The Writer’s Words: Lalitambika Antharjanam: Part Two

[Continuation of Lalitambika Antharjanam’s short reflection on her practice of writing.]

My first publication was a story titled ‘The End of the Journey’ (Yathraavasaanam) which appeared in the Malayala Rajyam Illustrated Weekly. It was an independent retelling of Sitadevi Chattopadhyay’s story that was published in the Modern Review.

In my early days as a short-story writer, Tagore was ‘God’ to me. The Tagore I had met through the translations of Puthezhathu Rama Menon and Kalyani Amma. And later, Bengali novelists like Bankim Chandra and others — and as I had close interactions with the Sriramakrishna Ashram since childhood, the influence of Sriramakrishna Paramahamsa and Swami Vivekananda helped to shape my ideas. My imagination gropes, to this say, in the shade of these mighty shadows (no, of illuminations).

If you ask me which of my stories I like the best — which of my offspring I like the best — I cannot give you a reply. Since I do not read again what I have finished writing, I can only say — all that you like are liked by me too.

An experience that may sprout in the mind as a story-seed is not always easily recognized. After much time– some days — maybe even some years — later, it rises to the memory. From the unconscious to the conscious mind. And you write it. The heat and mobility of reality might have waned by then. But the rawness of the incidents that inspired it would have given way to a more mature and new state. One does not submit to the story-seed. One makes it submit. But that may not be achieved, always. No one writes a good short story making notes for it from beginning to end. The end, too, is shaped as one writes. I have seen stories planned as tragedies turn into tales with happy endings, and vice-versa. Endings that arise as the characters’ experiences develop along with them are the right ones.

‘Inspiration’ (sic.) is truly the awakening of creative impulses. Behind great works of storytelling, there is likely to be great creative impulse. The irrepressible urge to give rise to molten, bubbling, ideas. There are those who claim that there is no such thing as the inspiration (sic.) and that it is possible to write without it. But if one starts writing, it will awaken — unless one is writing to get rid of a nuisance. I will not describe the sweet unease that lasts from the emergence of the seed of a tale till the birth of a well-shaped story from it. Because if such a sweet unease does exist, it cannot be described.

It is after all the images and experiences of real life that mirrors in fantasy and turns into the work of art. Maybe one did not mean it deliberately. Maybe it is not clear whose it is, how, when, and so on. Though in a complex way, it is still something that struck its inner world that fantasy traces. In Romantic stories, the idea may be more important. When people of similar mindsets write, there may be similarity. It is possible that one may be accused of stealing ideas too.

Among my characters who were purely imagined, I am particularly fond of the Punjabi girl in the story ‘A Leaf in the Storm’ (Kodungattil Oru Ila). That’s because she is purely a product of my imagination. I had not seen Punjab then. I had no direct knowledge of the refugees. I read in a newspaper article, an item about how abducted young women were exchanged. When I went to bed that night, this news item came to my mind, quite unexpectedly. And with it, the form of the young woman refugee, bearing the weight of unthinkable sorrow. I sat up and wrote the whole story. This symbol of the moral dilemma of womanhood is my favorite. Because her creation was entirely achieved through my fantasy.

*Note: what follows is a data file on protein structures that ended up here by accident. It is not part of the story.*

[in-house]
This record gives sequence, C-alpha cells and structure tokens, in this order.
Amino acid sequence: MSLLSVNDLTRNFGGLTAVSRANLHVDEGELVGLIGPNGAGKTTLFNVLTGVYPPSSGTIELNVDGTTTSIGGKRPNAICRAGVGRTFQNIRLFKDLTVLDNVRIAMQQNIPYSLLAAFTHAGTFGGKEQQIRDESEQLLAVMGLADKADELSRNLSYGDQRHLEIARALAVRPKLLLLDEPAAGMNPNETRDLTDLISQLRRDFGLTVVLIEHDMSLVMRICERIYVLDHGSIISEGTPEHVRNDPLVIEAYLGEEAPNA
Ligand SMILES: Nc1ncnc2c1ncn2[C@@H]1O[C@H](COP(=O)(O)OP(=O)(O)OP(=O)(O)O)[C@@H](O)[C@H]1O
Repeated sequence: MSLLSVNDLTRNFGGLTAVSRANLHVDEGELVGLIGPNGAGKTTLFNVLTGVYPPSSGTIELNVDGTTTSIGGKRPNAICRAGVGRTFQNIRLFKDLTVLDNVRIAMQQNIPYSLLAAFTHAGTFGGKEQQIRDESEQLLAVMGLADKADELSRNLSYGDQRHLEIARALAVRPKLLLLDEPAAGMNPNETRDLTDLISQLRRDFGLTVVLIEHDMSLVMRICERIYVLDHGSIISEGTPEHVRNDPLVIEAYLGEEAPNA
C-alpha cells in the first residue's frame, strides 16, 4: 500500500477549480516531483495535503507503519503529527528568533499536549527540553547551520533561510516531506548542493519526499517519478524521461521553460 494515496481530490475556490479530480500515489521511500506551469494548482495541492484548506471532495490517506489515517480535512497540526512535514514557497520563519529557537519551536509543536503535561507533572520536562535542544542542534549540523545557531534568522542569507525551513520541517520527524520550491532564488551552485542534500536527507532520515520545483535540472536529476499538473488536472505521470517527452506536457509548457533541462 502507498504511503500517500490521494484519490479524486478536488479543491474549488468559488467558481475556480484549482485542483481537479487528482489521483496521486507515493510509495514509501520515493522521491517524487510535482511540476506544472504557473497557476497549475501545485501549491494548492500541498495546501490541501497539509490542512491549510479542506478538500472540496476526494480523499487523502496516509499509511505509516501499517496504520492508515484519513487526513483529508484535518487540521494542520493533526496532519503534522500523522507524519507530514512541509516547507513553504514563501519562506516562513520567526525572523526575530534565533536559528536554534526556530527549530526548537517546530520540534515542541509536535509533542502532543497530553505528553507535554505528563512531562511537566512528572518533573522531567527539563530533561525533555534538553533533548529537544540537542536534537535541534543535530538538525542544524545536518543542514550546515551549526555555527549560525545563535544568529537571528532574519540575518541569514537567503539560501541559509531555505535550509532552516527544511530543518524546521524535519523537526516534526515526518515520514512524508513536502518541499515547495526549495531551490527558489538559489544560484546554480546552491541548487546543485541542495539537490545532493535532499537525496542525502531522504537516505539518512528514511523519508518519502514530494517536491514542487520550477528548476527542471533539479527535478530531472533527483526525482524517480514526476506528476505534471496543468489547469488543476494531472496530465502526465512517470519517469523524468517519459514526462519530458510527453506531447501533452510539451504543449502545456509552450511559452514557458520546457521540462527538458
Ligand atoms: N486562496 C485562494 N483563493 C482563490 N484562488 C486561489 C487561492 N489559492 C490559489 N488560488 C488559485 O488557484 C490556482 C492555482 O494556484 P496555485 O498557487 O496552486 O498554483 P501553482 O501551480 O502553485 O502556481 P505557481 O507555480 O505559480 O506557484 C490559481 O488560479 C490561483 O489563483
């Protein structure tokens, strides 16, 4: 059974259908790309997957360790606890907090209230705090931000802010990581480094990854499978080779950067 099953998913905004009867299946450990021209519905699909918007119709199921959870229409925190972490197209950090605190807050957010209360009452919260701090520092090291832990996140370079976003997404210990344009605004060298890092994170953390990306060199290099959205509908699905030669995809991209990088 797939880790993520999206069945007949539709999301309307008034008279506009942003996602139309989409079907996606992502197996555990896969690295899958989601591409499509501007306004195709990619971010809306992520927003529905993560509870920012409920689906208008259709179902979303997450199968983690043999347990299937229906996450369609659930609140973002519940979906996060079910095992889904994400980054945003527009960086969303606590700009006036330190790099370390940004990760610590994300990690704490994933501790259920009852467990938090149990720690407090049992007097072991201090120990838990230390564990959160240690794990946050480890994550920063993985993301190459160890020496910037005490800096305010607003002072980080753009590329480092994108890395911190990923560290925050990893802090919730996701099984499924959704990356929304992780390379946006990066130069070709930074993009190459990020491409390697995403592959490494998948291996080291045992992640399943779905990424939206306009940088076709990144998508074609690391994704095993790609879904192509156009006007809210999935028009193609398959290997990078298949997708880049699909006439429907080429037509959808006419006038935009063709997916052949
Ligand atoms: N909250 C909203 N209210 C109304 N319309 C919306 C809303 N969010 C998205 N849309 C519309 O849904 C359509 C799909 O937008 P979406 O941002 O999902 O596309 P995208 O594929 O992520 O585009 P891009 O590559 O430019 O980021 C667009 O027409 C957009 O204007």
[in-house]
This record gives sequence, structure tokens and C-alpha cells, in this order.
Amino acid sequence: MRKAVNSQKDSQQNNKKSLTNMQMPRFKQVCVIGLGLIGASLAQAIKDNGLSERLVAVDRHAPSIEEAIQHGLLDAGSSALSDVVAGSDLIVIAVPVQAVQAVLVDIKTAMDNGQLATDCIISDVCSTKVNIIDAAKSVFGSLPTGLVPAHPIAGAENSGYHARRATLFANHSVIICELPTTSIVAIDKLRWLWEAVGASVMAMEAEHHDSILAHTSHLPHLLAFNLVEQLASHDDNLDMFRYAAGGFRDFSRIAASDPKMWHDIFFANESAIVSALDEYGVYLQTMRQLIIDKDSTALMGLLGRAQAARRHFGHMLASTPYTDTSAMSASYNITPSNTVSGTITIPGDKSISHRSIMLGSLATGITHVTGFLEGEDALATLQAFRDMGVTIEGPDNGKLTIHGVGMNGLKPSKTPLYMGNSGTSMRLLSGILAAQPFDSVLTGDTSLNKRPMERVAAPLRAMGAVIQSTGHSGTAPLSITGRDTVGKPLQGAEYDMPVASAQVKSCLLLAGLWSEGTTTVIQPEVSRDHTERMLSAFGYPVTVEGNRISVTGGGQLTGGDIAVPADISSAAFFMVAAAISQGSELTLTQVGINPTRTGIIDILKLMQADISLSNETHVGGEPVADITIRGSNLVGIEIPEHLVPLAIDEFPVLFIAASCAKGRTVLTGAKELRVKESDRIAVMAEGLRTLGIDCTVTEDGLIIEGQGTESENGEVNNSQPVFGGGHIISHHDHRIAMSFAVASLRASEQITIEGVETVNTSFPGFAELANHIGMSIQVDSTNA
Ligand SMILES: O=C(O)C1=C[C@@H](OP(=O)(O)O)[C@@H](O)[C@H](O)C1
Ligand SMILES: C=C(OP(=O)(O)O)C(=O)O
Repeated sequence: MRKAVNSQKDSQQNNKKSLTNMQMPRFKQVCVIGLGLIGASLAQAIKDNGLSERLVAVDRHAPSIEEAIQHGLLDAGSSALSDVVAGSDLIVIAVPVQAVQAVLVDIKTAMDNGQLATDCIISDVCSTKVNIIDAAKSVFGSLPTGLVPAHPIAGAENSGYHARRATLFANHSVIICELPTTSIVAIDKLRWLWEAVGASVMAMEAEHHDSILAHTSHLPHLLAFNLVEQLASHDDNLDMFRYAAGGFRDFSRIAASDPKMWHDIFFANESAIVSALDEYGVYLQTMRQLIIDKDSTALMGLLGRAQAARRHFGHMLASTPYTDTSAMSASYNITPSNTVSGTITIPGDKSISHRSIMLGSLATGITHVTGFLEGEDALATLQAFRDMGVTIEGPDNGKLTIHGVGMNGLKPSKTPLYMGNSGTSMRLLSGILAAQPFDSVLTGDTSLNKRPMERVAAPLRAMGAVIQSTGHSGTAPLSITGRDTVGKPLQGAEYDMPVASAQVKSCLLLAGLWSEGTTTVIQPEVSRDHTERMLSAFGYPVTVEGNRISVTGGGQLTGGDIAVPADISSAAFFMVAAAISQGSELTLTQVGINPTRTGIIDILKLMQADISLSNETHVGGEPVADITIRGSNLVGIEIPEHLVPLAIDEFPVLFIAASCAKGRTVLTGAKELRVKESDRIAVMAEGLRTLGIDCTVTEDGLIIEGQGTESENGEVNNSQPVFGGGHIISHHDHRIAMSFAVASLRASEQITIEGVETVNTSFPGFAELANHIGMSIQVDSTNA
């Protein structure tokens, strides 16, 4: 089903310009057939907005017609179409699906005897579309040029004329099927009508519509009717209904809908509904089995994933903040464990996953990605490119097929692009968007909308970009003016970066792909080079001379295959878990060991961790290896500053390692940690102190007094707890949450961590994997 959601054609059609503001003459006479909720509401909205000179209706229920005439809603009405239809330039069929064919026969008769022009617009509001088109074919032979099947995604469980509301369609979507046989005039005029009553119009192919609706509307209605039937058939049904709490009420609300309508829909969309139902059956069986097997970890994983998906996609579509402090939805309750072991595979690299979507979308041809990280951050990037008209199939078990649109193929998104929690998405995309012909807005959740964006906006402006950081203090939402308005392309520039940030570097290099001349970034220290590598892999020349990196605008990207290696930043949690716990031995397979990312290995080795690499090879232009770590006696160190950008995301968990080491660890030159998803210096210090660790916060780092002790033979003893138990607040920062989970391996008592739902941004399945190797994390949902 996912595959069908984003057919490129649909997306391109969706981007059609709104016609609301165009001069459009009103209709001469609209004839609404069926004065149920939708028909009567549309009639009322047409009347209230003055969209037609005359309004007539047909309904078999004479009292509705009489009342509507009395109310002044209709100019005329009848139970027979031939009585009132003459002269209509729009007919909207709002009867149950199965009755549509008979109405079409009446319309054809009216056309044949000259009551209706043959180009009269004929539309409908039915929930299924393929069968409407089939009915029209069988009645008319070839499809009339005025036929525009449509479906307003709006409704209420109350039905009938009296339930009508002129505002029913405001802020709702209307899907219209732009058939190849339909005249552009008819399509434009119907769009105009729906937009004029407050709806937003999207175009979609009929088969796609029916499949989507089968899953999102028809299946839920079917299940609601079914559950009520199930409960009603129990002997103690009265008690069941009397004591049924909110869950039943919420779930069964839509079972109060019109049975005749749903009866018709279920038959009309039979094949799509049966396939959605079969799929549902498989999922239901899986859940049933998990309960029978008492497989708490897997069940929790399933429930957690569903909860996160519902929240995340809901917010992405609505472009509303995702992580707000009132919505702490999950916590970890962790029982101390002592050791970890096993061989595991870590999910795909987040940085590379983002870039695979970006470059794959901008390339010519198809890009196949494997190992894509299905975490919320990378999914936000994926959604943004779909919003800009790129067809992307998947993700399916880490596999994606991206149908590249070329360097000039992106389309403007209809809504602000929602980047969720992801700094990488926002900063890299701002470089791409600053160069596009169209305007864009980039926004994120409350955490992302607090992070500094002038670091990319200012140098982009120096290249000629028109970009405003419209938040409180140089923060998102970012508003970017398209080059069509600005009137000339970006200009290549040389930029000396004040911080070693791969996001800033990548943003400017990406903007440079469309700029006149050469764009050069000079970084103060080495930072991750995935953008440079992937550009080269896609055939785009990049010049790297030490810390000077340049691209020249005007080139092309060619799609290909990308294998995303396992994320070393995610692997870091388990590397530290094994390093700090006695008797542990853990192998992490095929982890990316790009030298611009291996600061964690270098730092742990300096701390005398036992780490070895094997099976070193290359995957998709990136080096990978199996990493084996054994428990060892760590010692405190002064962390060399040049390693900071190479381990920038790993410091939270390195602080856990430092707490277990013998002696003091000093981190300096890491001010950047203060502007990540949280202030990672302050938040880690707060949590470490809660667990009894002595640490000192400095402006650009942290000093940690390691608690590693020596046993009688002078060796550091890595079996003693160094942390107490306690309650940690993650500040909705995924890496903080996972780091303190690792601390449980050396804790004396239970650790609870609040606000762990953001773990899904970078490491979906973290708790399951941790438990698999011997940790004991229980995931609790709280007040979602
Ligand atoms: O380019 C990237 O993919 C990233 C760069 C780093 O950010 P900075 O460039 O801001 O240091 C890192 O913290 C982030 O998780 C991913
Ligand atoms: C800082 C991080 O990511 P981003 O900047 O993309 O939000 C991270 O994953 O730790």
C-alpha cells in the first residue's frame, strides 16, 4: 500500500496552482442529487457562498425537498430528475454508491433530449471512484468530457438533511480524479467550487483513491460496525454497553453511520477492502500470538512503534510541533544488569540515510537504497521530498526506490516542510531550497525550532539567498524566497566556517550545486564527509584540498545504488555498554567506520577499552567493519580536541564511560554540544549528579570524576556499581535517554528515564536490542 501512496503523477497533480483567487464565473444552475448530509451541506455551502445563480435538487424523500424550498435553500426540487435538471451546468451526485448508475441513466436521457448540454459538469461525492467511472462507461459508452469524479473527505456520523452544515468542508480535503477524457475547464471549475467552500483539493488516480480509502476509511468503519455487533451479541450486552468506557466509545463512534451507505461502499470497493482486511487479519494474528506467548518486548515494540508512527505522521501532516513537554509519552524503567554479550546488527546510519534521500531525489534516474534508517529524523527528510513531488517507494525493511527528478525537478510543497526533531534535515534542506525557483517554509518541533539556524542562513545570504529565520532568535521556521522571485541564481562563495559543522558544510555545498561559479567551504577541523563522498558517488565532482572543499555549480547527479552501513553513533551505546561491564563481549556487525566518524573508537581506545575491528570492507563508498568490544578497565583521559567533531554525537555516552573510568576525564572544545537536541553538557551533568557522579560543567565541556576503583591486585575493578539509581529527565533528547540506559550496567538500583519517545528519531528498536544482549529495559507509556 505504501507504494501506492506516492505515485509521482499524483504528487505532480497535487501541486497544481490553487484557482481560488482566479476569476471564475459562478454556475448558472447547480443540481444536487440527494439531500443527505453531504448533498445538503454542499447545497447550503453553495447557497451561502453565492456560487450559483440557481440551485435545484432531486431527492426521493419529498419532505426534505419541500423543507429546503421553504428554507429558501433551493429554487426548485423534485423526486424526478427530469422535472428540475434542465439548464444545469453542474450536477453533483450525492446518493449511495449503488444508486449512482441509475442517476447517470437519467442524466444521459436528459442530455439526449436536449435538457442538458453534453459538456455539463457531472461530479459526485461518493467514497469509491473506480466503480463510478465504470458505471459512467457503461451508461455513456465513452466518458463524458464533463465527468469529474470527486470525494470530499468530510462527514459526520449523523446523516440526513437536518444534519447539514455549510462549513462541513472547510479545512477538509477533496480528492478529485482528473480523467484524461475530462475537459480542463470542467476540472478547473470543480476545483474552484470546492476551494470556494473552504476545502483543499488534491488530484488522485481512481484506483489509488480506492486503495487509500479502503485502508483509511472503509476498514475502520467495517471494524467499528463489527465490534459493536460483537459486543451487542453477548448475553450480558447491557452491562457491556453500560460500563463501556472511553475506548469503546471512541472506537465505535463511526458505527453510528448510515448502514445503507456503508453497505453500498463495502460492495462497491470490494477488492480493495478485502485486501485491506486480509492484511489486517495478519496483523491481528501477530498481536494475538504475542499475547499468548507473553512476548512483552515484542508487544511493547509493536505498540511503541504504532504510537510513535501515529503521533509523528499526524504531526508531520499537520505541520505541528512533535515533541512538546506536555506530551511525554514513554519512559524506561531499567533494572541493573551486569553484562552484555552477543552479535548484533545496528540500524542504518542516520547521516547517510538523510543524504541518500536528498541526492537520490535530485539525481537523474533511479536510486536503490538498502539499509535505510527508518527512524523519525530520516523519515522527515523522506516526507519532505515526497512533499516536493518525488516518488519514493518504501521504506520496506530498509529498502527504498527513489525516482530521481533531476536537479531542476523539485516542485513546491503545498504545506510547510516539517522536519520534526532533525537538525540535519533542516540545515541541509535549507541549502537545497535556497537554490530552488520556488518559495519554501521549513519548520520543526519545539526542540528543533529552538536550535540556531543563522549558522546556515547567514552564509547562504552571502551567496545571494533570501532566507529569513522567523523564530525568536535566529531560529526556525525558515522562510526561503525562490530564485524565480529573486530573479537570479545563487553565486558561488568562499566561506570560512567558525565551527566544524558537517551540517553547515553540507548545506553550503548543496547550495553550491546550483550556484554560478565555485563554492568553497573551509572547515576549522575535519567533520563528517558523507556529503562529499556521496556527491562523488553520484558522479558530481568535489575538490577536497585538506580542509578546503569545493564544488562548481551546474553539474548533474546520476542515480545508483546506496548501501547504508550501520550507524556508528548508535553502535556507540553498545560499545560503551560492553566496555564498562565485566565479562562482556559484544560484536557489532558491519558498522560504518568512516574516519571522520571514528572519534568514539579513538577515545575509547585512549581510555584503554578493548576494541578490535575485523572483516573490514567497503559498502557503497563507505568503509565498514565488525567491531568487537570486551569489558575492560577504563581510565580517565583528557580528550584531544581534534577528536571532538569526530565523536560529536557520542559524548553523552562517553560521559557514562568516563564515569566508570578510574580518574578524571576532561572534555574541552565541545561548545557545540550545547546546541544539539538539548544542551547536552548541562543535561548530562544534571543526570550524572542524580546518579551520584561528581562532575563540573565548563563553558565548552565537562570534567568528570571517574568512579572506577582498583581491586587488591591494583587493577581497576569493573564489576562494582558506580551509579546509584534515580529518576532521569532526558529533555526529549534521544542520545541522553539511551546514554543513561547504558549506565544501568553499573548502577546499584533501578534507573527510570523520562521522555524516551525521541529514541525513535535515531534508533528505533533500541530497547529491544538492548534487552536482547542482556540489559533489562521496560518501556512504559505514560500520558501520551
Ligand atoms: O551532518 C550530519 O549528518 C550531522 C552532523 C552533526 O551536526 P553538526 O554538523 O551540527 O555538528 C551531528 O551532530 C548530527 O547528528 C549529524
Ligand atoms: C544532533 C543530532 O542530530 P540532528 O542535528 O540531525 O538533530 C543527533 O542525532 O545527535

I have never experimented with any particular style for a story. The style appears, appropriate to the tale that I narrate. It will be different for Romantic stories, realist ones, and sketch-based ones. The style that suits one will not fit the other. I did strive to experiment only once. I tried writing a story about the emergence of the human as a seed of life — I had hoped to write, step by step, a whole series on it. But because I felt that I did not possess enough scientific knowledge necessary for the subject, I gave it up.

No one probably starts writing with a full-fledged view of life. But it takes shape as one writes. It is impossible otherwise. The author’s view of life is visible all through the story.

Not meant for propaganda — but the ideas, wishes, aims, which became one’s own, they are circulated through one’s art. Good literature has such a side to it. Even Valmiki and Vyasa wrote in forms that could be circulated.

I believe that it is duty of the kalaakaaran (the male artist) — as well as the kalaakaari (the female artist) to take apart the narrow and decrepit rafters of social life and along with it, replace these the resources with which a reformed and healthy new abode may be constructed. Novels, short-stories, poetry — all of artistic creation can only be an instrument to this end.

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